The Ratings Game: Wolfspeed’s stock sinks as chip maker remains a ‘show-me’ story after a confusing quarter

The Ratings Game: Wolfspeed’s stock sinks as chip maker remains a ‘show-me’ story after a confusing quarter

Wolfspeed Inc. shares dropped Thursday after Wall Street analysts reflected on a confusing quarter from the maker of silicon-carbide chips as it struggles to ramp up contributions from a major fabrication plant.


shares dropped as much as 21% to an intraday low of $42.01 and were last down 18% in Thursday trading. The stock was on track for its worst one-day performance since Oct. 27, when shares dropped 18.2%.

Late Wednesday, Wolfspeed reported a wider-than-expected loss and also forecast one for the current quarter. Year to date, shares are down 37%, versus a 37% gain on the PHLX Semiconductor Index
over the same period, a 15% gain on the S&P 500
and a 28% rise on the tech-heavy Nasdaq Composite Index

TD Cowen analyst Joshua Buchalter, who has an outperform rating on the stock but lowered his price target to $60 from $72, said that while there is “nothing broken” at Wolfspeed, it was “another quarter with more questions than answers.” Wolfspeed specializes in making power-switching and radio-frequency chips.

“We hoped for a clean quarter to focus on fundamentals,” Buchalter noted. “We didn’t get it.” The analyst said results showed a limited contribution from the ramping of MVF, the company’s Mohawk Valley silicon-carbide fab, and an “optically painful” hit to gross margins from accounting changes, driving “another confusing quarter.”

Read: Wolfspeed’s stock sinks as silicon-carbide chip company sees swelling losses

“We still believe in Wolfspeed’s position in an inflecting SiC total addressable market,” Buchalter said, “but execution and messaging need consistency.”

Evercore ISI analyst Matthew Prisco, in a note titled “And the Wolfspeed roller coaster continues,” said he was maintaining his outperform rating on the stock, “but until we start to see more positive proof points on execution the name will remain a ‘show-me’ story with better upside elsewhere near-term.”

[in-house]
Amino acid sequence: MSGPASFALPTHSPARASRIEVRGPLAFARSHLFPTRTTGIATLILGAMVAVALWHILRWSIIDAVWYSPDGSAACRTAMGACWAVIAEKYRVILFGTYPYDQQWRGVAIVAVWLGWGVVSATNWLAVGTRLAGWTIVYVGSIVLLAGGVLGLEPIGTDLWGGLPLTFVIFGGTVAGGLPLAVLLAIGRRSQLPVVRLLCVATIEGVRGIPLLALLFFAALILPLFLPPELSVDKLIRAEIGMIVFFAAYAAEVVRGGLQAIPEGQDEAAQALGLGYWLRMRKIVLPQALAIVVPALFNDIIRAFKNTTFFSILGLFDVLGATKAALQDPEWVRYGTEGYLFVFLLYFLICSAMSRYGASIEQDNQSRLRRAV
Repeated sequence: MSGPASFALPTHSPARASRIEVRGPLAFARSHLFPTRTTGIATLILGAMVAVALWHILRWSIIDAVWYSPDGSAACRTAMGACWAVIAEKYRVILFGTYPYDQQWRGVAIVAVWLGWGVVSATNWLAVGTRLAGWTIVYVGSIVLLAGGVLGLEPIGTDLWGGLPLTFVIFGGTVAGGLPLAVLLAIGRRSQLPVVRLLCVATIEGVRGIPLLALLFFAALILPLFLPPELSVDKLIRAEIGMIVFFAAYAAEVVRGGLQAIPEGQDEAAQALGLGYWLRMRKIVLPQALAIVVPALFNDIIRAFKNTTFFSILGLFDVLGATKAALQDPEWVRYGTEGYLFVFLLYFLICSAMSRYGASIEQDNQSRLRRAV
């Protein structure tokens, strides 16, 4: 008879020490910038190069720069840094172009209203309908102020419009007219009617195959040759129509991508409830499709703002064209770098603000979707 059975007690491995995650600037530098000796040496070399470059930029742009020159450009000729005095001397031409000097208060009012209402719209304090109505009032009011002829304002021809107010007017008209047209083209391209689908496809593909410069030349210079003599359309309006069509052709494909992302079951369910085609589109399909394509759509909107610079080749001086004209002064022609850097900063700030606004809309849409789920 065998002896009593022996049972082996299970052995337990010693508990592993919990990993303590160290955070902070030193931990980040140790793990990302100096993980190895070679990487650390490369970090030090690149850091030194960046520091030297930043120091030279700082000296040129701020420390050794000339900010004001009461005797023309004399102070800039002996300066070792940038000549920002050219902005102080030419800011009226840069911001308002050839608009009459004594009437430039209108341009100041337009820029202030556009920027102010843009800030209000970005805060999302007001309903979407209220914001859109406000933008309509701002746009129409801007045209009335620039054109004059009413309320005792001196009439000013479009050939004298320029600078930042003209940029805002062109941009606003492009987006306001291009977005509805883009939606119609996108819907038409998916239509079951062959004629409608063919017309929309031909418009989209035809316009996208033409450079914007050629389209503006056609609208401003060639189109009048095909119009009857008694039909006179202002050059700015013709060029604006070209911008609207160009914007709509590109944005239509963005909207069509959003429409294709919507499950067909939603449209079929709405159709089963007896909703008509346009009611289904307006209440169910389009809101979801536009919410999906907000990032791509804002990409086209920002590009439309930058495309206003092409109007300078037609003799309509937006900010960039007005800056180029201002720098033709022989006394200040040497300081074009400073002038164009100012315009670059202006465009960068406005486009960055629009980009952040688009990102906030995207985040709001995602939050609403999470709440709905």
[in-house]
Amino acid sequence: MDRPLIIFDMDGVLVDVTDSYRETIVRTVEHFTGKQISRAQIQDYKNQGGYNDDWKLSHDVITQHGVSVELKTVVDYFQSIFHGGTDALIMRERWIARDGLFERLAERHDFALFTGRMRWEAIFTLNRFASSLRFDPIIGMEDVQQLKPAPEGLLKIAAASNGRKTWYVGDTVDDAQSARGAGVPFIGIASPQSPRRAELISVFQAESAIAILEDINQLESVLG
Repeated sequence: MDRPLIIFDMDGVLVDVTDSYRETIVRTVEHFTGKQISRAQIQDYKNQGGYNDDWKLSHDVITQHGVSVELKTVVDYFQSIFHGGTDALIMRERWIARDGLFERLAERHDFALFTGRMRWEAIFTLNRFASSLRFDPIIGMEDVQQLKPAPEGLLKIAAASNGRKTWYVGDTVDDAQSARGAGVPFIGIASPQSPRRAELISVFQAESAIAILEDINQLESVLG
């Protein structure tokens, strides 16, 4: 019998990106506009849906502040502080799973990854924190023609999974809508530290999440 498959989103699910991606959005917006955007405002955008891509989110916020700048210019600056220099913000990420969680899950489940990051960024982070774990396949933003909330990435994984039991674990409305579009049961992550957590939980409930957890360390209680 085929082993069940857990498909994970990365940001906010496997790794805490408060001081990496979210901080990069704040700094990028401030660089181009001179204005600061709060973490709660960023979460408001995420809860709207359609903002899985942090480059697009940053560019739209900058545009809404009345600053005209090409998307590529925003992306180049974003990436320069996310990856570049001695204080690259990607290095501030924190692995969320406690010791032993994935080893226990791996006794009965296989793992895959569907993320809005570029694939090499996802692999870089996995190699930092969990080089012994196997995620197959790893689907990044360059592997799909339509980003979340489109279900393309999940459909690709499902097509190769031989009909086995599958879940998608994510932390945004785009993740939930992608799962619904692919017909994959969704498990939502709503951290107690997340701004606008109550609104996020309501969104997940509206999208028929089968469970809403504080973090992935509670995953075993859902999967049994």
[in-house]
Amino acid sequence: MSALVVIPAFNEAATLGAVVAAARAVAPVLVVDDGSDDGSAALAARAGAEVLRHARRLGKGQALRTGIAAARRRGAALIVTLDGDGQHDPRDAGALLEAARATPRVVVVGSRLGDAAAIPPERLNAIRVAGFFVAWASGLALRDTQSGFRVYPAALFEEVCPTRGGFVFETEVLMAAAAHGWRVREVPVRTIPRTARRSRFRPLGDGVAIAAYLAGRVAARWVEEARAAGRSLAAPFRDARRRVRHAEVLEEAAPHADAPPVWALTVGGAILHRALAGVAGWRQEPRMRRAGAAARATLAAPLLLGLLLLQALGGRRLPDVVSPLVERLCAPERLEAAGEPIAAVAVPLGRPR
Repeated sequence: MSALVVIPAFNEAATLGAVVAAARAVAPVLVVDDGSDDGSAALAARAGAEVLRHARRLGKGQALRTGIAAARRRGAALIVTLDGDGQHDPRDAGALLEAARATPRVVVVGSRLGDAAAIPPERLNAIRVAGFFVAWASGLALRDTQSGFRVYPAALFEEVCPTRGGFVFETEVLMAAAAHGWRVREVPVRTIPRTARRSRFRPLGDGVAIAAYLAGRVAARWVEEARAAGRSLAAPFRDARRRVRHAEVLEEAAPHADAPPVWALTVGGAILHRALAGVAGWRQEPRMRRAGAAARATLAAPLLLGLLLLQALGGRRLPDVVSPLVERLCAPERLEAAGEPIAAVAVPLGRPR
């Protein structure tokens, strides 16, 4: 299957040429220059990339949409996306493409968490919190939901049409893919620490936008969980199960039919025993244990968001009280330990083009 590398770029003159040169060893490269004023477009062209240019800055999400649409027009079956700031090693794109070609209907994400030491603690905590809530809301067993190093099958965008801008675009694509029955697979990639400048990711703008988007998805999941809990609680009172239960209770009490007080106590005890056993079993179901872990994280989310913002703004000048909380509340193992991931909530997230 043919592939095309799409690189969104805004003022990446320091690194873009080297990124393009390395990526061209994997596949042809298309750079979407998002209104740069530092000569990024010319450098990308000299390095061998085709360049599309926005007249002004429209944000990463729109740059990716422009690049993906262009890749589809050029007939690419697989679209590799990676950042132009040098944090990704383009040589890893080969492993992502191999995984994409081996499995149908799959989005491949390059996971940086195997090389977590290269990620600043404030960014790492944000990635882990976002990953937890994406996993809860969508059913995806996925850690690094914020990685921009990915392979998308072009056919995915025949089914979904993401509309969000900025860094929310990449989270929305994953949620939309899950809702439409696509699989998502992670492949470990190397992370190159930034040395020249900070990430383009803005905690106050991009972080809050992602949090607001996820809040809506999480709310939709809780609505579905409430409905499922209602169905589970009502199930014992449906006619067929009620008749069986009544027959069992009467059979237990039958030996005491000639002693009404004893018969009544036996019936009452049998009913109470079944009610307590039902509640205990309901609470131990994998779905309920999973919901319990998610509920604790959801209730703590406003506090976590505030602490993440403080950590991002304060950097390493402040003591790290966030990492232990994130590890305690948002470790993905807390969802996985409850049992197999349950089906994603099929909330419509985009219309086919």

Susquehanna Financial analyst Christopher Rolland, who has a neutral rating and trimmed his target price on the stock to $50 from $58, said that while the company posted slightly better results for the quarter ending in June, it siphoned those off from the one ending in September.

“Future revenue growth for Wolfspeed will now ultimately depend solely on the ramp of MVF, which only generated roughly $1 million in device revenue in [the fiscal fourth quarter], missing prior guidance for ‘a few million’ dollars,” Rolland said. “While Wolfspeed still expects to reach 20% utilization out of MVF by the end of [fiscal 2024], they don’t expect to recognize $100 million of associated revenue until two quarters later (December ’24).”

Of the 22 analysts who cover Wolfspeed, 10 have buy-grade ratings, 10 have hold ratings and two have sell ratings, along with an average target price of $59.54, down from a previous $65.47 as at least six analysts cut price targets, according to FactSet data.

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